It’s been more than a month since the Food and Drug Administration officially announced the rule, but you still have time to get your hands on some edibles.
The agency has just announced that it will begin issuing the first permits to manufacturers for the new recreational marijuana edibles in February.
The FDA will allow manufacturers to produce up to 12,500 joints per day.
Manufacturers will also be allowed to sell up to six grams of marijuana per person, and the agency will require the product to be kept in a secure, locked, and labeled container.
The rules also include requirements for labeling, labelling, and testing for potency, and require the company to post a public warning about the risk of ingesting or inhaling marijuana.
The announcement was made in a press release by the FDA, and it goes on to say that the rules will help provide clarity and safety for consumers who may not know about how marijuana is processed, packaged, and distributed.
“As this new product has become more popular, there have been reports of users being unaware of the potential dangers and risks of the cannabis,” said Michael D. Hartman, the acting assistant commissioner for the FDA.
“We hope the rules provide clarity on the risks of marijuana consumption, while also helping consumers to make informed decisions about their cannabis consumption.”
These regulations were a direct response to the federal government’s decision to remove cannabis from Schedule 1 of the Controlled Substances Act, which is a classification that basically means it’s not a controlled substance.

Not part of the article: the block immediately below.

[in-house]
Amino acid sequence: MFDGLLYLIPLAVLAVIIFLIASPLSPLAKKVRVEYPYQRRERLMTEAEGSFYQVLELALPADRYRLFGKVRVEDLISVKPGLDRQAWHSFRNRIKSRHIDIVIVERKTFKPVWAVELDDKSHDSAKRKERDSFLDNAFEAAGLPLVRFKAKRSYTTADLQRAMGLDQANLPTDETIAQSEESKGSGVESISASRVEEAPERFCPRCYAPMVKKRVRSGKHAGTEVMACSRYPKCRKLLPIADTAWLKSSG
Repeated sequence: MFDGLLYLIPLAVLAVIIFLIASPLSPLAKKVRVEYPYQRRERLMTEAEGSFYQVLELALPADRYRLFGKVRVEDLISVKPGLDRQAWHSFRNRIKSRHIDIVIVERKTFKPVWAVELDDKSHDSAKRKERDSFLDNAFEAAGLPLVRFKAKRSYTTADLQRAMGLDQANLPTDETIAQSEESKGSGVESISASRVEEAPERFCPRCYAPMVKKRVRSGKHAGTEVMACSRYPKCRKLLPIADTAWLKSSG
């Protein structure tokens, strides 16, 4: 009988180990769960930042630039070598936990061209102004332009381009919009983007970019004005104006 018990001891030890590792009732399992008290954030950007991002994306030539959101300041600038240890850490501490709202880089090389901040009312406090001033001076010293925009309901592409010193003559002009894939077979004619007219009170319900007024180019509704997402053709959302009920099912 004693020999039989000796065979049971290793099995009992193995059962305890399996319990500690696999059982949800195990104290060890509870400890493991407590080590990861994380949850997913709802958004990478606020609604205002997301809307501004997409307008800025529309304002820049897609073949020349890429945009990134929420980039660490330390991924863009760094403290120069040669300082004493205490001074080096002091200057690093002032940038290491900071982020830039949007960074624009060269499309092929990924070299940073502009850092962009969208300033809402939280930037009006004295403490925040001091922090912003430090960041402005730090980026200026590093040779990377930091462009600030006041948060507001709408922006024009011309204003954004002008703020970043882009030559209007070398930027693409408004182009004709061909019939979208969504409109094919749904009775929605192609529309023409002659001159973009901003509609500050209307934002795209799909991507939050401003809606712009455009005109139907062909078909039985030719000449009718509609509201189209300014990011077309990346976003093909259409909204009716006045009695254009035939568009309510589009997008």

In 2018, the DEA proposed to remove the drug from Schedule 2, which includes hashish, marijuana, and cocaine.
The rule change was a response to a new scientific study that suggested the drugs’ effects on the central nervous system and cardiovascular system are very similar to marijuana.
As such, the federal Department of Health and Human Services, or DHHS, announced it was removing marijuana from Schedule II, making it more closely tied to heroin.
The government, however, did not actually put cannabis in Schedule I. So the FDA will be taking it up on its own.
It will still be a little bit of a road ahead, as it still requires manufacturers to submit an application to the agency, which will then go to the Department of Justice.
The new rules come just two months after President Donald Trump signed a bill repealing the federal ban on marijuana.
However, it is important to note that marijuana remains illegal under federal law.
The DEA has already stated that marijuana will remain a Schedule 1 drug until at least 2020, but it’s unlikely that the administration will go that far before Trump leaves office.